Just wanted to throw this out and see how many churches are using brass players in worship. The world is flooded with guitars and drummers - which is not a bad thing, but can I find many churches using brass?

Post me your experiences in local churches.

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We used to have 3 trumpets and a trombonist (me). We had a great worship leader who arranged and wrote music, and he wrote all the horn parts. It was absolutely phenomenal! We got a lot of compliments -- people used to say we sounded like Chicago. It is amazing how many of these arrangements sounded so natural with brass, that when I hear the original recordings now, I really miss the brass parts.

Anyway, one of the things about being in the military is that people are constantly moving. That WL moved on and all the brass players moved on, too. I had to give up my trombone for a guitar, because I became the worship leader and found it difficult to play trombone and sing at the same time. I do miss it, though, and I still keep some of those old arrangements around in hopes that we get some horn players once again.

Hey Gary,

I am also a military musician serving in the church.  Any chance you would consider forwarding  copies of some of those horn arrangements you spoke of?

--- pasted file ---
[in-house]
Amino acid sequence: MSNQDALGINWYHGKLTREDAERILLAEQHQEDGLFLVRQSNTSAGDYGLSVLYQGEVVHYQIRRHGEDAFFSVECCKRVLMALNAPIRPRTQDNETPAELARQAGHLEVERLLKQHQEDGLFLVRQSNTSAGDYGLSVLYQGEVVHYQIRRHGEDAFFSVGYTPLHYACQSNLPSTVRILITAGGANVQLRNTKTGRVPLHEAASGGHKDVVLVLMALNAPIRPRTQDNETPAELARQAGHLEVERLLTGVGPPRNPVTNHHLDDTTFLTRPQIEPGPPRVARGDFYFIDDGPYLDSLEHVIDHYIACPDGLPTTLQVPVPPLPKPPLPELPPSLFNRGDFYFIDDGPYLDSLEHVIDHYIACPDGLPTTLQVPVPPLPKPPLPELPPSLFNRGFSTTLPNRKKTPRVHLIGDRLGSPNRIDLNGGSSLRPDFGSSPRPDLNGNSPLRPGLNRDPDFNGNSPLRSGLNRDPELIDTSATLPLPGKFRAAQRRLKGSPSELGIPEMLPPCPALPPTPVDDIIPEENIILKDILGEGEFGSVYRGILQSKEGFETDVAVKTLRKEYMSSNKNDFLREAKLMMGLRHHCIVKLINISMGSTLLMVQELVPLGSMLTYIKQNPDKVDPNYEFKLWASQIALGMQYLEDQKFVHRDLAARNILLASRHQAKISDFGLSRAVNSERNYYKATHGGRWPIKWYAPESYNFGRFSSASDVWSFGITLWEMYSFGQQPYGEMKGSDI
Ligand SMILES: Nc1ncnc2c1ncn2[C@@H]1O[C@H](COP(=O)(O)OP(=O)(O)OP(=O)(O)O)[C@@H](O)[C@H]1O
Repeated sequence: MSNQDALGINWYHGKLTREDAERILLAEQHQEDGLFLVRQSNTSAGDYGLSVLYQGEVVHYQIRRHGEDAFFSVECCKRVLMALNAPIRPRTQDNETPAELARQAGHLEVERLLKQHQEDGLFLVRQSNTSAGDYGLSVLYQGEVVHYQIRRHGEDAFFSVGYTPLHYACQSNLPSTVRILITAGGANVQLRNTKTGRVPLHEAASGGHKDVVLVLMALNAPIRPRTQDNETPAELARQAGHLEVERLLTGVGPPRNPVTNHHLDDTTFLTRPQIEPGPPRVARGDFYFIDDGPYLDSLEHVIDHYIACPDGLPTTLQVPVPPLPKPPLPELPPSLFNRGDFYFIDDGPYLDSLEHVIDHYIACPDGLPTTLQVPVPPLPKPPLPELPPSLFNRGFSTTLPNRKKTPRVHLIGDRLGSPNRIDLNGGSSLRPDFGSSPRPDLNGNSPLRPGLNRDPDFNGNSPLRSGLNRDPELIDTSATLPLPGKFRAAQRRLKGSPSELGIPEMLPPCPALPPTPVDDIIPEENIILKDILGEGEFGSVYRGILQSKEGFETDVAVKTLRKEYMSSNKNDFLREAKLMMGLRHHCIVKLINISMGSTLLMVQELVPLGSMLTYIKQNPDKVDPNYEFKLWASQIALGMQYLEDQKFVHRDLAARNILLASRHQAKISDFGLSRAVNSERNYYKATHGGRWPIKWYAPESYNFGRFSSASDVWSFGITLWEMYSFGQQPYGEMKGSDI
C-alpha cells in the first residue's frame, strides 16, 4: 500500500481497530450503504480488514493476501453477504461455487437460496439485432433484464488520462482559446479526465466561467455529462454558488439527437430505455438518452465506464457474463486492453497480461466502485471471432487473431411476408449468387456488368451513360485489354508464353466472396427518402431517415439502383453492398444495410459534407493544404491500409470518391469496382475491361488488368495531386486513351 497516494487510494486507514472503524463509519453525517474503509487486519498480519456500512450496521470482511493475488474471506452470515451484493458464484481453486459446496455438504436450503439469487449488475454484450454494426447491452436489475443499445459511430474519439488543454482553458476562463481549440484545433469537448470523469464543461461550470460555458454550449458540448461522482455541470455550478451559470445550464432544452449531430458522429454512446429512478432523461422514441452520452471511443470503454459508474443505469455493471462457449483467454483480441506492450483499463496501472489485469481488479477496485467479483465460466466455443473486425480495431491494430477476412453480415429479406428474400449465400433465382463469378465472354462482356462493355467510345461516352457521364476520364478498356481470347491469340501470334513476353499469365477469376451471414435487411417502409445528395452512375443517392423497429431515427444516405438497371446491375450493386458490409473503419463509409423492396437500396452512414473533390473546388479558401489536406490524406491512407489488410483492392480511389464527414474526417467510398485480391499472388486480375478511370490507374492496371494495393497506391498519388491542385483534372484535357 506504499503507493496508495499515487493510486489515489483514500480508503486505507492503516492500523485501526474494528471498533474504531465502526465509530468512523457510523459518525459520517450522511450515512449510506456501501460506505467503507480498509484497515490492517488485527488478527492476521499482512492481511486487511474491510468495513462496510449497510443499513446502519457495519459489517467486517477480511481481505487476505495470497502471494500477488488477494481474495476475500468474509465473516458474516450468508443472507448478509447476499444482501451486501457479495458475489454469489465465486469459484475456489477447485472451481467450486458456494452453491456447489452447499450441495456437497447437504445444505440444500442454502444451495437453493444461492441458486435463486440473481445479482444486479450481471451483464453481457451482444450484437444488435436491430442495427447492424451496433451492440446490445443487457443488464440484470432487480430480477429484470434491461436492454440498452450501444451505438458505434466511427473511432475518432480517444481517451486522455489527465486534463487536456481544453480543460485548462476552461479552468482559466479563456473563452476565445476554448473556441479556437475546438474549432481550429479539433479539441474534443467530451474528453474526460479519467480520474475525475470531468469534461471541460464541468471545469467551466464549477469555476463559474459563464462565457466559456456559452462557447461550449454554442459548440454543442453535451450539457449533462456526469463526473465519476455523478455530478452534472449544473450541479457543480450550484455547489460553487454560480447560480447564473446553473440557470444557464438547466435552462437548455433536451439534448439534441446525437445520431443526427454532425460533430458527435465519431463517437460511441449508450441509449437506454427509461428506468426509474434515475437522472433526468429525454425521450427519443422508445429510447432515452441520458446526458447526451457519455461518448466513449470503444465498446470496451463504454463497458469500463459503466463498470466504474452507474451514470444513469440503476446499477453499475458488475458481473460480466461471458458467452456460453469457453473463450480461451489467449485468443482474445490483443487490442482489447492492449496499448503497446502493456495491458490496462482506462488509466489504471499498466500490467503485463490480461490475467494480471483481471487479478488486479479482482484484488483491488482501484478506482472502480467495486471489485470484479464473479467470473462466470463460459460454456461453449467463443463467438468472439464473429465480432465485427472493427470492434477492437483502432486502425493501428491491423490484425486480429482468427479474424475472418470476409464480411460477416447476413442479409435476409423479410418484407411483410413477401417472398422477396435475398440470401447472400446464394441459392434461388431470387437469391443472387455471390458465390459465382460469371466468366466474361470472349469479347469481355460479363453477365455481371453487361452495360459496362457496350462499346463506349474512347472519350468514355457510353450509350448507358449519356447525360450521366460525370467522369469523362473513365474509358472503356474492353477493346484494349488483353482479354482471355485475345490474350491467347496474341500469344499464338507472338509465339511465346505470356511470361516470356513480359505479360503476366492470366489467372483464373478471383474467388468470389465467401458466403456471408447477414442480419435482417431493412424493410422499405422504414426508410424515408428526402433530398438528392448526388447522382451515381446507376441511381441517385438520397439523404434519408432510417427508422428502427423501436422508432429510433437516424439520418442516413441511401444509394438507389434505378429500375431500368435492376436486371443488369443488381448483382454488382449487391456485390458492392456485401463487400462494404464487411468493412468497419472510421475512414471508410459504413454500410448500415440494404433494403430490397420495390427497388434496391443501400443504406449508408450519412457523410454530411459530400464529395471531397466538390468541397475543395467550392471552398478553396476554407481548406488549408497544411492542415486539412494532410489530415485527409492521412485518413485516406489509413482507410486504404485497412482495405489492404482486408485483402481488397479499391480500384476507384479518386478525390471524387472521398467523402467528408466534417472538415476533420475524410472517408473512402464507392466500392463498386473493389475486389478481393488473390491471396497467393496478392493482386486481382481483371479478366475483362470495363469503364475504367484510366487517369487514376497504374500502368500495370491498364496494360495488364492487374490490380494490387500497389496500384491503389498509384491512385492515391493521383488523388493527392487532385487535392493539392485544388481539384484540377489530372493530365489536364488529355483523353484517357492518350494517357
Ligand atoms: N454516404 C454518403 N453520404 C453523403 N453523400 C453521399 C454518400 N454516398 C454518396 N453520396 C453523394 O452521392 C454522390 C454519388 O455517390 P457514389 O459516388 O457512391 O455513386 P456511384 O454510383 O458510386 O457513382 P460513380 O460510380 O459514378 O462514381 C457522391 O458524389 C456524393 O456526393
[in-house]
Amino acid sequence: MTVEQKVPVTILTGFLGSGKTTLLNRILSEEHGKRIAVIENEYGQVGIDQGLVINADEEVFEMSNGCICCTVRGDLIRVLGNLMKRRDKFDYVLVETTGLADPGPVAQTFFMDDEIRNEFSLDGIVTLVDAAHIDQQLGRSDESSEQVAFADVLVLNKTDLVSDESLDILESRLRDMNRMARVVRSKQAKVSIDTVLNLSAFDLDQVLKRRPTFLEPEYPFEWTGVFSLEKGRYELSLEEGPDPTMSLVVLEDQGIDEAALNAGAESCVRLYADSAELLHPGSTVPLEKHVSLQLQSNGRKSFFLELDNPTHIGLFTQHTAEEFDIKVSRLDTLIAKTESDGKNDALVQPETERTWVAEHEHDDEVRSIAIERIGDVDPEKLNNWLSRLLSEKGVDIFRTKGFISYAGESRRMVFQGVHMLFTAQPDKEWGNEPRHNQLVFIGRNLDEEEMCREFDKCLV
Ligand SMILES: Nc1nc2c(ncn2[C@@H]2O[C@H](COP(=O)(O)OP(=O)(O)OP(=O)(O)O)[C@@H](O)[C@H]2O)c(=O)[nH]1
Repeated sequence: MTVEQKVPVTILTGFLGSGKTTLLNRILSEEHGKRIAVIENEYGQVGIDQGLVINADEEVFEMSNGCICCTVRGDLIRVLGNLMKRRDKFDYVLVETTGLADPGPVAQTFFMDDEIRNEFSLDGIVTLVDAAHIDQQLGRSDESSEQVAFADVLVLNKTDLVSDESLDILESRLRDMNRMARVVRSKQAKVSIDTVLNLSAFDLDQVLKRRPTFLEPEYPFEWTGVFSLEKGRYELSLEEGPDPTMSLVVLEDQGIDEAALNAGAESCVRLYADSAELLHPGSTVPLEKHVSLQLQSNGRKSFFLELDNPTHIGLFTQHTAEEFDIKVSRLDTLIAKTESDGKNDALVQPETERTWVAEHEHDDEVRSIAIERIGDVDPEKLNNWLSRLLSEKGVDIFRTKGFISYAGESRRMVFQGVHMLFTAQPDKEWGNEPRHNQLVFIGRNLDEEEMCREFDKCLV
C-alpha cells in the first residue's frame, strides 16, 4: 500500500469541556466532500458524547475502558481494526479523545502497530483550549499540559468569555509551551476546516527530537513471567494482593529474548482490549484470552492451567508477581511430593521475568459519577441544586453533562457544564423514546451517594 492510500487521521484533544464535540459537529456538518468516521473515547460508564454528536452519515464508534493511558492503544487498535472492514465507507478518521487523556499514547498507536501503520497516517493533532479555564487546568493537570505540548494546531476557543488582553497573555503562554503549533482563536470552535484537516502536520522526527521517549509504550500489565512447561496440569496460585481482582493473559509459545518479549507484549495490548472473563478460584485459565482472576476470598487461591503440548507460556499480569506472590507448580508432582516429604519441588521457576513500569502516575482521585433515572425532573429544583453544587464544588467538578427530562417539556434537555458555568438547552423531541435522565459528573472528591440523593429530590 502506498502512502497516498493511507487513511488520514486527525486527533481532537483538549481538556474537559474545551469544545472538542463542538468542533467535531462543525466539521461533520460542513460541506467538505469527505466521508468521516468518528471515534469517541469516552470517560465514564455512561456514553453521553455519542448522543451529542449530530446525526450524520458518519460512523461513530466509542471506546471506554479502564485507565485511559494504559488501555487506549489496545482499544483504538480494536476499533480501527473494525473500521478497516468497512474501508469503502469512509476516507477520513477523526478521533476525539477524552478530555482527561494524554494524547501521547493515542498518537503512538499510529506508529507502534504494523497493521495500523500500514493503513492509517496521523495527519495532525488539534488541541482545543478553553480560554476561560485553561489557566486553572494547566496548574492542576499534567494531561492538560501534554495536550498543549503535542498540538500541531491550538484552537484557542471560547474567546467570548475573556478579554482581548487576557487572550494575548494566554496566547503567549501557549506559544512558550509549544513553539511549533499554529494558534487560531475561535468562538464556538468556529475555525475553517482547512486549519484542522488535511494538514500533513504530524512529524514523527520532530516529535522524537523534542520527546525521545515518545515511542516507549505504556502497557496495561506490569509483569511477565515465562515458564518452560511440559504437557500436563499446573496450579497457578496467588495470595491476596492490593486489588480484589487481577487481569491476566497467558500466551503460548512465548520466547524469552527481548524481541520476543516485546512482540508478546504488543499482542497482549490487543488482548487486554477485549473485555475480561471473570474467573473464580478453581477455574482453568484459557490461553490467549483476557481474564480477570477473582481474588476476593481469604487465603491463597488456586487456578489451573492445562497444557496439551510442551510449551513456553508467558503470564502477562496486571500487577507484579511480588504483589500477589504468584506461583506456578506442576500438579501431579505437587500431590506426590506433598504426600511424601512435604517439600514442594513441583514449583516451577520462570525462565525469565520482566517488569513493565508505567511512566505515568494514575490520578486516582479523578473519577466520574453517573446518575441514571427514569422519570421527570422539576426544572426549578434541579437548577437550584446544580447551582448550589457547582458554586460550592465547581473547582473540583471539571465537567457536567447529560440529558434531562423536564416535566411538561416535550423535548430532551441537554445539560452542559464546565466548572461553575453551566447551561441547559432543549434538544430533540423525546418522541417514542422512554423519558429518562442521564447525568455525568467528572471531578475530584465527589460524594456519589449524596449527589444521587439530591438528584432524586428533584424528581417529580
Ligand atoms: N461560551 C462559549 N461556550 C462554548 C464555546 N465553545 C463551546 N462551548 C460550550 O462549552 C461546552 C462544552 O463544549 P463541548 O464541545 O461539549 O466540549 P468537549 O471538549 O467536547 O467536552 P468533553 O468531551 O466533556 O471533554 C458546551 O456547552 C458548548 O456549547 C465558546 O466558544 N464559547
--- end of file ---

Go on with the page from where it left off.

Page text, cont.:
Bruce Patterson

Pattersb@fuma.org

Yes, I am in the same situation. I've been looking around for some good arrangements too. It would be great to  find a network of shared arrangements for the glory of the Kingdom. 

Hello Paul,
Welcome to WtR!! There are a few of us horn, or in my case wind (tenor sax), players here and a few other people who at least semiregularly use them in their service. I play just about every week unless I'm going to be out of town. It's like Gary says above, after hearing many of the songs with horn parts added they seem rather empty when the horn isn't there. People have actually come up and said that 'Hosanna (Praise is Rising)", "God With Us", and several others come out much better with the horn than without it.
Our guitar player also plays trumpet and we work that in when we can and it is fabulous! We had a guest one Sunday who is awesome trumpet player and he "ad-libbed" our set with us and did 2 specials and the we all felt so blessed and uplifted- we wish it was something we could have every week! It was just a fabulous sound that appealed to all age groups in the church. We would welcome brass if we had anyone else in our congregation who played and was willing.
I used to play sax along with a couple trumpets and a trombone player. Our worship leader wanted a Tower of Power sound on some songs.
Thanks all for your responses. Glad to know we have some horn players here. I play mainly in secular bands - Big Band, Soul etc, but play once every three weeks in a worship band at our church. It seems all the young players want to emulate the current worship-leaders with guitar driven influences, or want to be drummers.

I think also that as everything is written for keyboard and guitars, the need to transpose dissuades people from playing brass in churches.

We need a few good horn-driven bands and some new 'wave' to increase the popularity amongst young people I think.